There’s a very interesting article by Andy Kessler on the editorial page in the Wall Street Journal this morning which discusses the coming war in technology; the link is here. While Microsoft and Google are the armies currently fighting the skirmishes around the future of technology, this is really simply a proxy war about how we will use technology in the future. Just as there are different methods of transporting goods around the country (think: rail vs. truck vs. airplane), there are also different models of computing
(browser vs. local vs. mobile). Processing power (thanks to Moore’s Law), bandwidth, and wireless technology have changed the level of real time information sharing. HP has even come out with a laptop (HP Compaq 6720t) which is designed to be used as a thin client into corporate systems and which doesn’t even have a hard drive!.
Many accountants are rightly concerned with the security and information control implications of using online services for their
mission-critical applications. While these are legitimate concerns, the reality of our digital infrastructure has generally made these concerns less of a problem now than in the past. High speed internet is getting faster. Last week, I received a flyer from my local telephone company offering a fiber internet connection which would have 25Mbps down/10Mbps up connectivity to my home.
While I’m still mulling over whether or not I really need that fast a connection at home since my current connection is 10Mbps down/1Mbps up through my cable provider, it’s really interesting that this level of service is now available in Knoxville, Tennessee, which, although a nice-sized city, is admittedly not one of the first cities you think of when you imagine fast internet speeds. My current internet connections (cable and Sprint wireless) continue to impress me with the speeds which are possible; my cable connection averages 8 Mbps down, 970K up whenever I test the speed, and my wireless connection (backup) has been running over 1.1 Mbps down/300K up on the road lately with EVDO Rev A.
Anecdotal evidence suggests that telecommunications and other utilities are also more reliable than we have had in the past. Where I used to reboot my router and modem every morning, I now go for months without rebooting these devices, and they seem to just work now. My collaboration with others within K2 suggests that their experiences are similar: I have noted only two critical outages among the team during the first four months of the year. When I started my career 15 years ago, we would have two or three power outages during the busy season which would shut us down and cause us to lose work. While utilities aren’t sexy, they certainly seem to have made significant improvements in the last generation.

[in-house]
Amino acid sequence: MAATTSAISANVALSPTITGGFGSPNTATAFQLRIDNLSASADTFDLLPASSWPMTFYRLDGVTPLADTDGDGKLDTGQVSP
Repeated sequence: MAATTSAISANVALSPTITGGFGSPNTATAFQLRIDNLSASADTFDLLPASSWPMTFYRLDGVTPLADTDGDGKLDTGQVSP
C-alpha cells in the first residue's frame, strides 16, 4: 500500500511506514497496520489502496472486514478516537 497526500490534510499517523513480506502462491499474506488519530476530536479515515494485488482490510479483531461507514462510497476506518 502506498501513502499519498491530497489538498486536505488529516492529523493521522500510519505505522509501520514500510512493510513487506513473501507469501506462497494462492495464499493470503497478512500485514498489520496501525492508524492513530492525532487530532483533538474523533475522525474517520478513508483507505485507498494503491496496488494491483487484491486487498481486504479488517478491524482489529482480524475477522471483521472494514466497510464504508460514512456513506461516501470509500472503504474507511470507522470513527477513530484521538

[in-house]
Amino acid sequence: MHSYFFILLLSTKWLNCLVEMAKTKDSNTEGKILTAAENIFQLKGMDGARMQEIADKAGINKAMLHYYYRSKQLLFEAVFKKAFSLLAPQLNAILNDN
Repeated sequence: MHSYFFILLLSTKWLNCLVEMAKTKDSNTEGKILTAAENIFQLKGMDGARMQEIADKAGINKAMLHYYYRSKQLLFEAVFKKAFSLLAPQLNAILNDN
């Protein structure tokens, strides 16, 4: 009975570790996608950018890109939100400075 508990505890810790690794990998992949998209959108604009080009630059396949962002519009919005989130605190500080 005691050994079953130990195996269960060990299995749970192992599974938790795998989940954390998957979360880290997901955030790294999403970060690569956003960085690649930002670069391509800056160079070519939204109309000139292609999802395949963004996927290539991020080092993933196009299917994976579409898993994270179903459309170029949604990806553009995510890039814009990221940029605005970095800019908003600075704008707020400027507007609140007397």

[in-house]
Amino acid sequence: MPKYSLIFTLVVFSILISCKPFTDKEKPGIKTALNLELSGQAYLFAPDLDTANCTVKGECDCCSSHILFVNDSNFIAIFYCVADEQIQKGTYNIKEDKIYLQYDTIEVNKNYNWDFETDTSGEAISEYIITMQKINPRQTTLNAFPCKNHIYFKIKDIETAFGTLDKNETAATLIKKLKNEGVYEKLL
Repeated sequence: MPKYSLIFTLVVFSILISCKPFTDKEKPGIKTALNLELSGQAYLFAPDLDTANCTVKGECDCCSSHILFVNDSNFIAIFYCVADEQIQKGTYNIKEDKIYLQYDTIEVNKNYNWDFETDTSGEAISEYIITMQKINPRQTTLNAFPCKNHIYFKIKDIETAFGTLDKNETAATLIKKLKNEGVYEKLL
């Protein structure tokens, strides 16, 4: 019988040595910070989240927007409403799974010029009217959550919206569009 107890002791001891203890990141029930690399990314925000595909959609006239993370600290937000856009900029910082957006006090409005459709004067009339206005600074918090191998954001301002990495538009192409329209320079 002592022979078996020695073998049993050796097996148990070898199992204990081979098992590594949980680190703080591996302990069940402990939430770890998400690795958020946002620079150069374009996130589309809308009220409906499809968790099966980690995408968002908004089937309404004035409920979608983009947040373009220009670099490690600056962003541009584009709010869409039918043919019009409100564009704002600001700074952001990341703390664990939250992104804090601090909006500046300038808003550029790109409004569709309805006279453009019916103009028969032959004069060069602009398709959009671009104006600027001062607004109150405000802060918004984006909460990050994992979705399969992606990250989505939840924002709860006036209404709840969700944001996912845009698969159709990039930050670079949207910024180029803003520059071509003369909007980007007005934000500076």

If you haven’t tried some of the latest evolutions in Web-based applications, here are some for your consideration:
- Gliffy – Flowcharts on the Web
- QuickBooks Online
- Microsoft Office Live Small Business and OfficeLive Workspace
- Bill.com – Electronic workflow and AP/AR
- Copanion GruntWorx – An online application for
scanning and organizing tax returns
- XCM – Workflow automation for CPA Firms
- Google Apps – An office suite which allows Web-based collaboration and processing of spreadsheets and word processing
documents. These documents can be taken offline with an app called Google Gears.
- Thomson and CCH offer hosted versions of their CPA firm applications. Thomson’s offering is called Virtual Office CS, and CCH’s offering is called Global fx. (Both have simplified life for many firms who want to quit applying updates and administering servers in their offices.)
- Capital Confirmation makes audit confirmations paperless and electronic (and really fast as well).
- Jungledisk – An application installed on your PC which creates an encrypted storage drive using Amazon’s Simple Storage Service (S3) .
While the future direction of computing hasn’t been finalized, there are really interesting things happening in technology, and some things (like those pages or CD’s for reference materials) are on the way out. The future appears to offer more choices for how tools are delivered to users, which will make it much easier to work from anywhere – even a condo in the middle of the Pacific Ocean.
Brian Tankersley is a CPA and CITP based in Knoxville, Tennessee. You can learn more about him at http://www.bftcpa.com.
Tags: WebApplications cloud versus local accounting CPA space